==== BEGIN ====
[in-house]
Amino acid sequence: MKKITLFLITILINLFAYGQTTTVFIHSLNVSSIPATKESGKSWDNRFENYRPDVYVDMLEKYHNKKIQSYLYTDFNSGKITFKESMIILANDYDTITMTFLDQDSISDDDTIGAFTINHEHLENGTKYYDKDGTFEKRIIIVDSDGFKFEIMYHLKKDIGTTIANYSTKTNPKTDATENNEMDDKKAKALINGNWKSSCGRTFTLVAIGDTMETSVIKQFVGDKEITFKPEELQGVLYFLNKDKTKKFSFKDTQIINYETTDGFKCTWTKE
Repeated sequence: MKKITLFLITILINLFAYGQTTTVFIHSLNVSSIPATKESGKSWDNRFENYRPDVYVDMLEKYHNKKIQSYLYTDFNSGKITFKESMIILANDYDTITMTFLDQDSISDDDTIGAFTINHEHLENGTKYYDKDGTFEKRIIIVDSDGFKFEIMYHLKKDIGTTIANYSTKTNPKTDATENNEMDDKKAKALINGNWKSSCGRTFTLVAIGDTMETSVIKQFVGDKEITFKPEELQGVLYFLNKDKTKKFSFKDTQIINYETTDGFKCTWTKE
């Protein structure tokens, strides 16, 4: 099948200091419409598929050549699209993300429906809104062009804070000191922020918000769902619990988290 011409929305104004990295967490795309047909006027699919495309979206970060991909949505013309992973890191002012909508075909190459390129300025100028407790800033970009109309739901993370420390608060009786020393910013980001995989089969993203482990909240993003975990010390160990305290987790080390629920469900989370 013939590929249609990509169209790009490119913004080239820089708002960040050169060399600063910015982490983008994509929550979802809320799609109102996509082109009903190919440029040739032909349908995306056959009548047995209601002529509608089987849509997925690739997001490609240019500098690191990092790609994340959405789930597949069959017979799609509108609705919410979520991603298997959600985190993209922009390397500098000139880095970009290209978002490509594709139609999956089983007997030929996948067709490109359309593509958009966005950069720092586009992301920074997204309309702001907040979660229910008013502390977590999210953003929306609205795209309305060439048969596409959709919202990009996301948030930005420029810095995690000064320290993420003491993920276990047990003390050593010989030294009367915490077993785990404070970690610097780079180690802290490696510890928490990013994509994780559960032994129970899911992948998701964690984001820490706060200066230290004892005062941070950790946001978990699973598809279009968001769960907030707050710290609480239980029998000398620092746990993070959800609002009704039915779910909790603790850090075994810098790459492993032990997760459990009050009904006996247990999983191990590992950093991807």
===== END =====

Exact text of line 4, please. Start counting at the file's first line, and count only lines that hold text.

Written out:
């Protein structure tokens, strides 16, 4: 099948200091419409598929050549699209993300429906809104062009804070000191922020918000769902619990988290 011409929305104004990295967490795309047909006027699919495309979206970060991909949505013309992973890191002012909508075909190459390129300025100028407790800033970009109309739901993370420390608060009786020393910013980001995989089969993203482990909240993003975990010390160990305290987790080390629920469900989370 013939590929249609990509169209790009490119913004080239820089708002960040050169060399600063910015982490983008994509929550979802809320799609109102996509082109009903190919440029040739032909349908995306056959009548047995209601002529509608089987849509997925690739997001490609240019500098690191990092790609994340959405789930597949069959017979799609509108609705919410979520991603298997959600985190993209922009390397500098000139880095970009290209978002490509594709139609999956089983007997030929996948067709490109359309593509958009966005950069720092586009992301920074997204309309702001907040979660229910008013502390977590999210953003929306609205795209309305060439048969596409959709919202990009996301948030930005420029810095995690000064320290993420003491993920276990047990003390050593010989030294009367915490077993785990404070970690610097780079180690802290490696510890928490990013994509994780559960032994129970899911992948998701964690984001820490706060200066230290004892005062941070950790946001978990699973598809279009968001769960907030707050710290609480239980029998000398620092746990993070959800609002009704039915779910909790603790850090075994810098790459492993032990997760459990009050009904006996247990999983191990590992950093991807």